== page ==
said, that the Government, in supporting this amount of Civil List, was acting in direct contradiction to the principles of economy upon which they had come into office. If this reduction of 12,000l. were likely to affect the comforts of his Majesty in the slightest degree, he would be one of the last men in the House to vote for it; but it would do no such thing. It would only reduce the salaries of the Lord Chamberlain, and of other high Officers of State, who did not, or at least who ought not, to require any such emoluments. This sum of 12,000l. was twice the amount of the salary paid to the President of the United States of America [cries of "Oh, oh."]. Gentlemen might cry Oh! oh! as long as they pleased, but the fact which he had just stated was undeniable. He appealed to the members of his 974 Majesty's Government personally, and asked them, whether they would oppose the recommendation of a Select Committee which they had themselves appointed, and which they had gained by a vote of the House which had turned their predecessors out of office [loud coughing]. He heard one Gentleman coughing most loudly; it was clear that he had gone far beyond his lozenge-box. He hoped that the Chancellor of the Exchequer would not accede to the proposition of the right hon. Gentleman (the ex-Chancellor of the Exchequer), who merely wished to get him into the same scrape which had turned his colleagues out of power.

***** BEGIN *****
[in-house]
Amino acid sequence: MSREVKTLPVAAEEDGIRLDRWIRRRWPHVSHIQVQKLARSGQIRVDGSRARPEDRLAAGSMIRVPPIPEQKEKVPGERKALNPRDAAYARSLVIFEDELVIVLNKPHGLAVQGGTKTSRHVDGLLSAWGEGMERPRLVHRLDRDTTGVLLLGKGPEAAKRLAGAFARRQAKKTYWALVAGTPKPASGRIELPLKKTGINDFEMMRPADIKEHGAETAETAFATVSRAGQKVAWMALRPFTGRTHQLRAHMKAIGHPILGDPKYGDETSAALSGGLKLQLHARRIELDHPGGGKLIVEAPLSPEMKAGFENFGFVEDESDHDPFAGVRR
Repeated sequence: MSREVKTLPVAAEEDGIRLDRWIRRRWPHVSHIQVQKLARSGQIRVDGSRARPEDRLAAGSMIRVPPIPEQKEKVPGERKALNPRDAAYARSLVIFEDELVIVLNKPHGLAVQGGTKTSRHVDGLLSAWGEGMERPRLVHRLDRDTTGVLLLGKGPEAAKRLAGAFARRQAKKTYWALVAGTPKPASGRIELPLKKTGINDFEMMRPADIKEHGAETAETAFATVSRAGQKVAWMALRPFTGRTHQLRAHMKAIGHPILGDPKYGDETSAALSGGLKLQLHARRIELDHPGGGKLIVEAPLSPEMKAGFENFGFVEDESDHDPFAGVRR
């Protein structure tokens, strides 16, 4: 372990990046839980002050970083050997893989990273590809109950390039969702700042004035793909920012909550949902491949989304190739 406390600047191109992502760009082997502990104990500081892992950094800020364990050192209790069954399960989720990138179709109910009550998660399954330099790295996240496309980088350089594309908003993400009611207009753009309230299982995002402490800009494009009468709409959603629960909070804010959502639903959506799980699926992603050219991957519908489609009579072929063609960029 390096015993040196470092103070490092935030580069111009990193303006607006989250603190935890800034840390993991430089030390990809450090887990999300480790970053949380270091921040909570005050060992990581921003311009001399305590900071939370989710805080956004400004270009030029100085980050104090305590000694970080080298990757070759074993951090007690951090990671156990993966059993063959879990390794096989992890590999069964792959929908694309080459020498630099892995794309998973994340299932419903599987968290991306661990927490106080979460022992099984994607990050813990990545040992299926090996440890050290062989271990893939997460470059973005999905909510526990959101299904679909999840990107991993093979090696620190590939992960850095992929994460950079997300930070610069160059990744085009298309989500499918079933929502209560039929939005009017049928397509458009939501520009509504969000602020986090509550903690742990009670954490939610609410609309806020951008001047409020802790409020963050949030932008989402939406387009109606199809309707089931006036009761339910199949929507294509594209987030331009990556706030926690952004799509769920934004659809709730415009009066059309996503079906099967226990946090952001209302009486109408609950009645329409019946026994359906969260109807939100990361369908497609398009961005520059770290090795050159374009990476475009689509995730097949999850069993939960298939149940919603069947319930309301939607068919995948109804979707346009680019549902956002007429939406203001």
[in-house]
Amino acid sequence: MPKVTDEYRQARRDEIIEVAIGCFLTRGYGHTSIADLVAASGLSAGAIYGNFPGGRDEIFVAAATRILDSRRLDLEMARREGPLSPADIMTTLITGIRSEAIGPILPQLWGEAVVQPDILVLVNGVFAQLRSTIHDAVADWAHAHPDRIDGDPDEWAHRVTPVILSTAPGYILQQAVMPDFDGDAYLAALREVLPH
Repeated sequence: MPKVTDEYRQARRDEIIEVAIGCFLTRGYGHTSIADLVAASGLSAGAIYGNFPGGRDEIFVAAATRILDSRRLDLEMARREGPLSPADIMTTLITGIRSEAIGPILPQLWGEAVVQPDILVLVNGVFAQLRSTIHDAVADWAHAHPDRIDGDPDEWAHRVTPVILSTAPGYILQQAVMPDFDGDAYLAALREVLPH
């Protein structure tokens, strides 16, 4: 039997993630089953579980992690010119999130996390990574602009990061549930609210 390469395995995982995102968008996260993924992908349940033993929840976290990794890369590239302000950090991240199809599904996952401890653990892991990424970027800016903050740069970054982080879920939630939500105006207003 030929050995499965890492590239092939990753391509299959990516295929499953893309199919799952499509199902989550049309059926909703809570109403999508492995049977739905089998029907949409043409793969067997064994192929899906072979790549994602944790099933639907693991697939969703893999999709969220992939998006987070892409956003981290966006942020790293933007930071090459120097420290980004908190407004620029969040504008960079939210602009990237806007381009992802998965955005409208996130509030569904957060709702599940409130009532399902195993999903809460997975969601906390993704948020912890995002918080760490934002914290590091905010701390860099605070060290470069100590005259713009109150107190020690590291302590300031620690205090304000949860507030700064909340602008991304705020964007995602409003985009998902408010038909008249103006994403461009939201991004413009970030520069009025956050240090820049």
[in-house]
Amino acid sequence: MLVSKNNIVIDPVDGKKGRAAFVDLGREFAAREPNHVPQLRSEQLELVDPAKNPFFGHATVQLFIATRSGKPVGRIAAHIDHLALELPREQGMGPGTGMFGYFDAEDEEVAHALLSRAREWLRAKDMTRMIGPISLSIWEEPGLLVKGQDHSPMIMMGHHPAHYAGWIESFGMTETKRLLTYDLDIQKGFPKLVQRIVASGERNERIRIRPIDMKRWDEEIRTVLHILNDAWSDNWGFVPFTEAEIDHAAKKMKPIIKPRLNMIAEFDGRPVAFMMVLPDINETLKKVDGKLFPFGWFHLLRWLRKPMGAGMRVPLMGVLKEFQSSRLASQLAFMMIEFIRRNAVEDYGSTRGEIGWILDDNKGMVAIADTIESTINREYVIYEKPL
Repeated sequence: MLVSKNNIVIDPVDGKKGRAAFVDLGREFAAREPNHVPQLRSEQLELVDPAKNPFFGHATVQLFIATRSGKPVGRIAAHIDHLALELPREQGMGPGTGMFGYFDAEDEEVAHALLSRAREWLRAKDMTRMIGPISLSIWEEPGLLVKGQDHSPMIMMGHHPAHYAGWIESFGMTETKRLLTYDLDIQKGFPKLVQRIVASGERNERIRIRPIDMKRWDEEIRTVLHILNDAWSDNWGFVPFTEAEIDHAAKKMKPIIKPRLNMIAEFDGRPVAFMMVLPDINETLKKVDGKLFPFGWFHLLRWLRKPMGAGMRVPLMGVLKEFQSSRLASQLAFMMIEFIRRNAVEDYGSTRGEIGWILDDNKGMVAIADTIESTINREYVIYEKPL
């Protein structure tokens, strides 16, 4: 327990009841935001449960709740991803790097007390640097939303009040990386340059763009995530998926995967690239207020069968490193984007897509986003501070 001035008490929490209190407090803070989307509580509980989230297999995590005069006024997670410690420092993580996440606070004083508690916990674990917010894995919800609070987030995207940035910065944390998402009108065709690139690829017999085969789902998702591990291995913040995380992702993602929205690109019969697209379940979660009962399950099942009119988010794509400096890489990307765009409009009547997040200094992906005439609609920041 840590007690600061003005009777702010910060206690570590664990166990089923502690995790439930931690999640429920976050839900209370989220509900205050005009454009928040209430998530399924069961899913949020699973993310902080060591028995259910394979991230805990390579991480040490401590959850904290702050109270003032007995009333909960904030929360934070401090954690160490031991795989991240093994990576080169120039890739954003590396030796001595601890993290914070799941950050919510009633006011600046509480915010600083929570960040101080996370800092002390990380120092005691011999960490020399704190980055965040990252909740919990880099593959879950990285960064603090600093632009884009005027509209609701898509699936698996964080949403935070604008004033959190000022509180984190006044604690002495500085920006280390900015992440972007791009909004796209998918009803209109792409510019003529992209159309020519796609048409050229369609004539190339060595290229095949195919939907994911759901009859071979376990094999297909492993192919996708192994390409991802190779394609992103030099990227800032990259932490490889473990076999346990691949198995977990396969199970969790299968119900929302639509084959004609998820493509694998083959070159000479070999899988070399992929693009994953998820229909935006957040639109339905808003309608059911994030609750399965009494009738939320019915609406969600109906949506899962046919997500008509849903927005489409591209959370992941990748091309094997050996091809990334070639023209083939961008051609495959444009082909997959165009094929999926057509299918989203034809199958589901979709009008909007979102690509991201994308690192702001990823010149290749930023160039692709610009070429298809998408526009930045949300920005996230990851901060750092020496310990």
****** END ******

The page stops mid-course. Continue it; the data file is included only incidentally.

§ Sir G. Warrender
was of opinion, that the sum which it was now proposed to vote was not too much, but too little, for the just support of his Majesty's dignity.
§ Mr. R. Palmer
thought, that the Committee had sat for very little purpose, if the House would not second the recommendation which it had made. He suggested that this sum of 10,500l. should be added to the third class of expenses in the Civil List.
rose for the purpose of noticing an observation which had fallen from the hon. member for Preston. The hon. Member had asked, what was the principle on which the present Ministry had come into office, and had wished to have it understood, that the question then before the House was, whether a Republican or Monarchical form of Government was the cheapest.